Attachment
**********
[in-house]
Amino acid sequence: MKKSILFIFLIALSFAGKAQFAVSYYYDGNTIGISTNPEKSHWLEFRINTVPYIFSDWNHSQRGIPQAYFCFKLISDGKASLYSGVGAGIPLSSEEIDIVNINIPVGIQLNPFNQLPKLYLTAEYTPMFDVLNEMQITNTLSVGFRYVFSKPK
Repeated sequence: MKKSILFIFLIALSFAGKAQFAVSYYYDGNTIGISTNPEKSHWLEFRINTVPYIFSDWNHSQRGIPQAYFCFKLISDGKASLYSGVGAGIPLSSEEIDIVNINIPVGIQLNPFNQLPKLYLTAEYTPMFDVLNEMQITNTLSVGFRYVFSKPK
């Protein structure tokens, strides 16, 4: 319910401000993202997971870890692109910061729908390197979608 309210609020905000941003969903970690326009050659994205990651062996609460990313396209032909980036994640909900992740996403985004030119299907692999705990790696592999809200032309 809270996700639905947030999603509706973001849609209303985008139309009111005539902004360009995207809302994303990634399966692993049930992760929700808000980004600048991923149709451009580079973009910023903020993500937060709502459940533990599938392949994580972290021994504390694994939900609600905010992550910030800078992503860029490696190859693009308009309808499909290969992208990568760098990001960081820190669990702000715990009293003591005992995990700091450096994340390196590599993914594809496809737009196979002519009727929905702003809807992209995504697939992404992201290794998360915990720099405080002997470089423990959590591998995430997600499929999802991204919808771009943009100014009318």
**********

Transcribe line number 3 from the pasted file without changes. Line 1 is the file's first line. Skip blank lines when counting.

Repeated sequence: MKKSILFIFLIALSFAGKAQFAVSYYYDGNTIGISTNPEKSHWLEFRINTVPYIFSDWNHSQRGIPQAYFCFKLISDGKASLYSGVGAGIPLSSEEIDIVNINIPVGIQLNPFNQLPKLYLTAEYTPMFDVLNEMQITNTLSVGFRYVFSKPK